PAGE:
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Energy communities: a cheap, clean and safe formula

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The European energy system is in an unprecedented crisis under the pressure of the war in Ukraine, the pandemic and climate change. Energy prices are experiencing sharp increases that show no sign of slowing down. In the second half of 2021, the average price of electricity (and gas) in the EU increased by more than 11% compared to the same period in 2020, they say Eurostat electricity price statistics. Later, the geopolitical crisis caused by Russia’s invasion of Ukraine last February led to the imposition of sanctions that put even more pressure on energy supplies. But new community ownership structures are propelling systems to produce cheap, clean, and safe energy by bringing power generation closer to those who consume it.

That European Green Deal Strategy to decarbonise the European Union’s energy production has been strengthened the REPower EU plan The aim is to reduce Russia’s dependence on fossil fuels. This combination accelerates ecological change. “In this respect, the crisis in Ukraine can be seen as a catalyst for the energy transition,” says Nicolien van der Grijp about the project NEW COMMUNICATIONS.

Clean energy communities respond to the global energy challenge from a local and regional perspective. These communities are groups of people who voluntarily pool their respective resources to produce energy together. The purpose of the NEWCOMERS project is to identify successful and sustainable business models in emerging clean energy communities. Van der Grijp, a senior researcher at the Department of Environmental Policy Analysis (EPA) at VU Amsterdam, points out that energy communities “help raise public awareness of energy issues and encourage people to get personally involved”.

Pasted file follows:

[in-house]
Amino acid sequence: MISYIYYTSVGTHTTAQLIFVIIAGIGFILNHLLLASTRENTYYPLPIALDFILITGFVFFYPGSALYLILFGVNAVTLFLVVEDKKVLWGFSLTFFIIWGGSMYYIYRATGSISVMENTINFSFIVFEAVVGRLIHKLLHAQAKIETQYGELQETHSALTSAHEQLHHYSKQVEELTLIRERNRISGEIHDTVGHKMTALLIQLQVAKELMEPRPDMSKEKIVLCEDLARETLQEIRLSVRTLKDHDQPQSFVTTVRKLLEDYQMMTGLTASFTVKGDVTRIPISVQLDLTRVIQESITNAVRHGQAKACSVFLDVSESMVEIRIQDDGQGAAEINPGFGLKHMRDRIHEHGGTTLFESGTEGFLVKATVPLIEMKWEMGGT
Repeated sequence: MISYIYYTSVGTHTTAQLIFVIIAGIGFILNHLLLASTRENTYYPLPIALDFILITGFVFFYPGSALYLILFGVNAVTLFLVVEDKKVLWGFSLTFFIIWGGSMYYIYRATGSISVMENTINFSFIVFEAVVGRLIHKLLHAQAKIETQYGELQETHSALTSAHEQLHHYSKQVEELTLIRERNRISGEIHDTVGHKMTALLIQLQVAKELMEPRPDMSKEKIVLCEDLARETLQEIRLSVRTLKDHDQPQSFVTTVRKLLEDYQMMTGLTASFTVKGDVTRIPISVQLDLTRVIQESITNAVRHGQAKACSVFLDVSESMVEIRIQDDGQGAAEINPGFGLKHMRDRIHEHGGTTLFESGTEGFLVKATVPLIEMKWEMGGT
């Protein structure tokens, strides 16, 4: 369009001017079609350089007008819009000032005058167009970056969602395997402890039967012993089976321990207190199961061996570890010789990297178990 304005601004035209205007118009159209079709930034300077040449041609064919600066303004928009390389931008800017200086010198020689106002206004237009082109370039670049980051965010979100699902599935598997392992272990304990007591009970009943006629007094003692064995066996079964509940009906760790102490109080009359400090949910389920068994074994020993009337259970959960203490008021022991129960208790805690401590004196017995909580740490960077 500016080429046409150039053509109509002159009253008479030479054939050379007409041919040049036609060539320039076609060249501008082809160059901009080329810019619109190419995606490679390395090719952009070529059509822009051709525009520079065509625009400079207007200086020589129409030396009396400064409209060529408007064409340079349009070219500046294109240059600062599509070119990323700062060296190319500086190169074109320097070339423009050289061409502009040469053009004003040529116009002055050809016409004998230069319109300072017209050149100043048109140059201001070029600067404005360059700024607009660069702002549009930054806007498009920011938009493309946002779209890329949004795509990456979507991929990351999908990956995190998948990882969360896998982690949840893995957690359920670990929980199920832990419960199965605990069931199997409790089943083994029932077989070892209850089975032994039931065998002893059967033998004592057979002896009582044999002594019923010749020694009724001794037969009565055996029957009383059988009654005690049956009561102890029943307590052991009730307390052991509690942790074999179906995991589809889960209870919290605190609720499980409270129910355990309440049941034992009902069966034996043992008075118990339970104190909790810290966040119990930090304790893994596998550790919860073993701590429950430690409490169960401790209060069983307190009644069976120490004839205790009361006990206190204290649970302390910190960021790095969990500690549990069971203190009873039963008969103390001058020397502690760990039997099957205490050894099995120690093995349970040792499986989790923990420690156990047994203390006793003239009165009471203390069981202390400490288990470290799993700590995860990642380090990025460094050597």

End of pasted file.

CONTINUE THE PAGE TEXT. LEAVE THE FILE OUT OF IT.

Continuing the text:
import of energy

Heating and air conditioning accounts for 30% of energy consumption in Europe. To meet these needs, around 60% of the EU’s energy needs are met by energy imports, and more than 66% of the EU’s energy imports in 2020 came from oil products, followed by gas and coal. Rather than importing fossil fuels from far away, the growth of renewable energy makes it possible to bring energy production closer to where the energy is consumed.

not just energy

The main renewable energies produced in the energy communities are solar, wind and hydropower, although other energy sources and energy saving strategies such as hydrogen, geothermal or district heating are increasingly being tested and applied. Energy community members typically consume the electricity produced and also engage in other activities such as carpooling, community gardens and green roofs, depending on local conditions.

The NEWCOMERS project focuses on the policy frameworks that allow energy communities to thrive: how actors are organised, how technology is deployed and how business models work. It also analyzes the value that the energy community creates for its members and for society in general, as well as the impact that community membership has on energy-related behavior.

“In addition to helping solve the climate crisis, energy communities also add value from an economic and social perspective,” says Van der Grijp. “They can create local jobs and improve social cohesion.” In addition to the independence from environmentally harmful energy sources, the advantage of this approach is a noticeable social change.

The results of the NEWCOMERS research show large differences in the level of awareness of the population in the different European countries. According to Van der Grijp, this poses a challenge to designing policies and laws that are favorable to these communities in EU member states. It also complicates the support systems that support good business models and the services that help people build and run energy communities.